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New Developments In The Disappearance Of Amelia Earhart

Amelia Earhart has captured the imagination of generations since her disappearance in 1937, but as much as her disappearance has added to her mystique it also left her tragic tale without resolution.

So why haven't investigators been able to find her body?

Because they probably already did back in 1940, when a skeleton discovered on Gardner Island (now called Nikumaroro) was dismissed as male by a doctor and eliminated from evidence.

(Image Link)

But when The International Group for Historic Aircraft Recovery (TIGHAR) re-examined the skeletal evidence in 1998 they determined the bones found on that island in the South Pacific most likely came from a tall caucasian female.

Forensic anthropologist Richard Jantz recently took it a step further by comparing the skeleton's unusually long forearms to Earhart's own radius-to-humerus ratio:

In the British doctor’s notes, the humerus was reported to be 32.4 centimeters long. The radius was 24.5 centimeters – a ratio of 0.756 to the length of the humerus. Statistically, women born in the late 19th century (Earhart was born in 1897) had an average radius to humerus ratio of 0.73.

In other words, if the castaway was a middle-aged, ethnically European woman, she had forearms considerably longer than average. Dr. Jantz wondered if Amelia may have had similarly longer than average forearms. To answer that question we called on forensic imaging specialist Jeff Glickman. Selecting an historical photo of Amelia where her bare arms were clearly visible, and working with Dr. Jantz to identify the correct points on the shoulder, elbow and wrist for comparing bone length, Jeff found that Earhart’s humerus to radius ratio was 0.76 – virtually identical to the castaway’s.

We'll probably never know for sure if the bones belong to Amelia Earhart, but maybe it's time to simply accept these findings and put this mystery to rest once and for all.

-Via Fox News


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Gardner Island has lots of plants and animals. Groves of coconut trees would provide plenty of food and water for two people, without even looking any further.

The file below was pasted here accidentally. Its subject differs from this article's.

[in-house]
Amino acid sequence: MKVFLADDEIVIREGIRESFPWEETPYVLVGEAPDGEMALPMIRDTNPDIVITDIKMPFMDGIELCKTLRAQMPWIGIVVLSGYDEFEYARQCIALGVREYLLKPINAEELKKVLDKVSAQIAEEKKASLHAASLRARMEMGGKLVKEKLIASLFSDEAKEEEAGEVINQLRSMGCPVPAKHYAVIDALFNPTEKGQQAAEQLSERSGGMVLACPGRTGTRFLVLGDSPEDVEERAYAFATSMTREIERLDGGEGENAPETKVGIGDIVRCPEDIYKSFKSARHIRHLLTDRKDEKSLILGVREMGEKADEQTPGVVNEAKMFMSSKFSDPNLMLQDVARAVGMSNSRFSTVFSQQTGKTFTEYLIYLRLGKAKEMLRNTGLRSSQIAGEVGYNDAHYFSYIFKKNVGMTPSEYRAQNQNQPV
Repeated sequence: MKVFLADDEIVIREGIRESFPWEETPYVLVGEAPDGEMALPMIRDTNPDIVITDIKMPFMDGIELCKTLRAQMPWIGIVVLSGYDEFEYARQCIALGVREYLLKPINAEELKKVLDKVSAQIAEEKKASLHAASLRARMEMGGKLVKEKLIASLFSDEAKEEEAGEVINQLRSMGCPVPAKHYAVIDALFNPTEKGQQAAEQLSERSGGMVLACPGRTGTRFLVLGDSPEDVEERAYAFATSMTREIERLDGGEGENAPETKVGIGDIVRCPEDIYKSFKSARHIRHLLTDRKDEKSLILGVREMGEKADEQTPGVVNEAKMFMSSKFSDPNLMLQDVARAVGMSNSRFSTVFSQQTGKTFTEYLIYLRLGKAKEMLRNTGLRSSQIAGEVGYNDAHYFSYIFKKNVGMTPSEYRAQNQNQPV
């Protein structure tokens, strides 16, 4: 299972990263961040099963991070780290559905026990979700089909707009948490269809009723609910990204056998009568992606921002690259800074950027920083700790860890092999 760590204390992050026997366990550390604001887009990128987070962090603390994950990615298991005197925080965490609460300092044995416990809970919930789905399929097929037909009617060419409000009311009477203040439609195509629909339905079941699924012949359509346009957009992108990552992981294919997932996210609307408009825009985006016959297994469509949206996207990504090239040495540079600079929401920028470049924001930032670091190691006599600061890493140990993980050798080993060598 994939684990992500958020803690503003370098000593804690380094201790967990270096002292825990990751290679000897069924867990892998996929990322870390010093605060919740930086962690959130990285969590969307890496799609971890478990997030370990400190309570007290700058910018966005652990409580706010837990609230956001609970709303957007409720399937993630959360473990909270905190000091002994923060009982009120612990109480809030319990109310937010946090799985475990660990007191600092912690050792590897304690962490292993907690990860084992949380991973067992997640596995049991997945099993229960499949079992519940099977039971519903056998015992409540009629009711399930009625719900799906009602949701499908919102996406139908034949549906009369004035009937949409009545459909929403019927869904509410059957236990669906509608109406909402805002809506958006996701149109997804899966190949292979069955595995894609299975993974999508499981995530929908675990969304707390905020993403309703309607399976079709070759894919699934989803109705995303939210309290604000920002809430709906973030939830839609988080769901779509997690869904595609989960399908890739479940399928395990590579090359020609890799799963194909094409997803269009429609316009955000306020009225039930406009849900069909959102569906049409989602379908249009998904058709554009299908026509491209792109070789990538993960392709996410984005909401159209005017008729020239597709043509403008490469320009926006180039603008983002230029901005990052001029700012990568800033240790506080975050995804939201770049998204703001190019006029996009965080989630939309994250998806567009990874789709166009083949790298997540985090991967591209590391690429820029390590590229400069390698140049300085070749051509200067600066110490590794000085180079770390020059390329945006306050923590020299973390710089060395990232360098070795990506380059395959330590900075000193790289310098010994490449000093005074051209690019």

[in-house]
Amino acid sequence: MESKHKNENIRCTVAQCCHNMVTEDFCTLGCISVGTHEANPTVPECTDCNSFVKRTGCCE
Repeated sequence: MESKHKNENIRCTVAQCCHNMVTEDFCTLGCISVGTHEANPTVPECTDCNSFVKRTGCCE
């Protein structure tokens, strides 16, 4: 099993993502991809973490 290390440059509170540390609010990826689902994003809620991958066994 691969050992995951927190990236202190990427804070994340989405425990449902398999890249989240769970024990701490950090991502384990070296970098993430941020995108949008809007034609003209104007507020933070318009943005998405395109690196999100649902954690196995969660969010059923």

The more you work out the details, the more unlikely it becomes. Gardner Island offered a perfect landing spot for their sea plane, yet it wasn't there when search parties came looking days later. So they had to crash and sink elsewhere, but get out, be close enough to that island to make it there alive, go inland and die somewhere hidden (despite available water and food) before they could start a signal fire, and before the search party reached the island? If they didn't choose to land there, there's nothing special about Gardner over any of the other dozens of islands in the vicinity.
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I think people are more resilient than you give them credit for. IF I had crash landed anywhere near land and survived then I would have made my way, IF possible, to that land mass. Not having access to water or food would have made my survival a hardship but I would have done whatever was necessary to survive. Give the lady some credit. She wasn't stupid.
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From WP: "a week after Earhart disappeared, a Navy plane searched Gardner Island. It saw signs of recent habitation and the wreck of the SS Norwich City, but did not see any signs of Earhart's plane or people."

So they made it onto the island, but their plane did not, and they very quickly died somewhere hidden from aerial view? Possible, I suppose, but rather far-fetched.

There's a lot of water in the Pacific Ocean, and very little land. It's infinitely more likely they splashed-down, somewhere, and sunk, but I guess you can sell more books with an unsupported fringe theory...
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